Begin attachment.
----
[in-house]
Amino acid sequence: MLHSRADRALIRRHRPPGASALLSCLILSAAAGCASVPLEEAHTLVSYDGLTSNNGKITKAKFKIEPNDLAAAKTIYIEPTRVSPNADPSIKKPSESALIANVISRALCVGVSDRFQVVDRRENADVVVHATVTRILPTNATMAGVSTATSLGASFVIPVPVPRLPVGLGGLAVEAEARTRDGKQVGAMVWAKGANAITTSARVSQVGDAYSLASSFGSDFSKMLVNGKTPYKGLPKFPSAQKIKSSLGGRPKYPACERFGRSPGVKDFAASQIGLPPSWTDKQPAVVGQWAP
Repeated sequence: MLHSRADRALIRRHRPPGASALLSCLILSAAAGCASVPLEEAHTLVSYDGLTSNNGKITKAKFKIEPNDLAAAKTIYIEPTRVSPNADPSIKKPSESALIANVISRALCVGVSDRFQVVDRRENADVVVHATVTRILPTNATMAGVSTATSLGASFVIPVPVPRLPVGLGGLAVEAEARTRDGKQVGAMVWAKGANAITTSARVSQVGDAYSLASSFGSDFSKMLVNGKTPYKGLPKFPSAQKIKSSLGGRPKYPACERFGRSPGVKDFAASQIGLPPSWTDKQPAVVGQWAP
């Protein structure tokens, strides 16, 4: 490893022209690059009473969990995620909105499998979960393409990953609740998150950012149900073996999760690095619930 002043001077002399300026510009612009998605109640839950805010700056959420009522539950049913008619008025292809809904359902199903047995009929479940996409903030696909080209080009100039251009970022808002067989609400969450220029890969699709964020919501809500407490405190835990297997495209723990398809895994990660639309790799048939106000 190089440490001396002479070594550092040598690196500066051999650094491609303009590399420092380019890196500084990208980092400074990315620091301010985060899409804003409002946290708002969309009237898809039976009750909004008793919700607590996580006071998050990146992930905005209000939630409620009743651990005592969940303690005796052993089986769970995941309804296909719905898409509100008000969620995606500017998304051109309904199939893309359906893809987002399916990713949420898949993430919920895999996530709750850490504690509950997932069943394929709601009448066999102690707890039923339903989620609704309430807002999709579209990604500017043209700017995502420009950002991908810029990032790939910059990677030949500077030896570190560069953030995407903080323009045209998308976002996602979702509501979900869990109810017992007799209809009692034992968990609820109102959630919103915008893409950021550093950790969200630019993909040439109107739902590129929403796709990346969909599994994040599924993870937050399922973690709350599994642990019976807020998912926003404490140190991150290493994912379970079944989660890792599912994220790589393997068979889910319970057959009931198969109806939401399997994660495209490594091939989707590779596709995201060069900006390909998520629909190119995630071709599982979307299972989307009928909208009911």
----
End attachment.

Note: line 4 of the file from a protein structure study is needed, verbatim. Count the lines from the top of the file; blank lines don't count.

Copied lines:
């Protein structure tokens, strides 16, 4: 490893022209690059009473969990995620909105499998979960393409990953609740998150950012149900073996999760690095619930 002043001077002399300026510009612009998605109640839950805010700056959420009522539950049913008619008025292809809904359902199903047995009929479940996409903030696909080209080009100039251009970022808002067989609400969450220029890969699709964020919501809500407490405190835990297997495209723990398809895994990660639309790799048939106000 190089440490001396002479070594550092040598690196500066051999650094491609303009590399420092380019890196500084990208980092400074990315620091301010985060899409804003409002946290708002969309009237898809039976009750909004008793919700607590996580006071998050990146992930905005209000939630409620009743651990005592969940303690005796052993089986769970995941309804296909719905898409509100008000969620995606500017998304051109309904199939893309359906893809987002399916990713949420898949993430919920895999996530709750850490504690509950997932069943394929709601009448066999102690707890039923339903989620609704309430807002999709579209990604500017043209700017995502420009950002991908810029990032790939910059990677030949500077030896570190560069953030995407903080323009045209998308976002996602979702509501979900869990109810017992007799209809009692034992968990609820109102959630919103915008893409950021550093950790969200630019993909040439109107739902590129929403796709990346969909599994994040599924993870937050399922973690709350599994642990019976807020998912926003404490140190991150290493994912379970079944989660890792599912994220790589393997068979889910319970057959009931198969109806939401399997994660495209490594091939989707590779596709995201060069900006390909998520629909190119995630071709599982979307299972989307009928909208009911």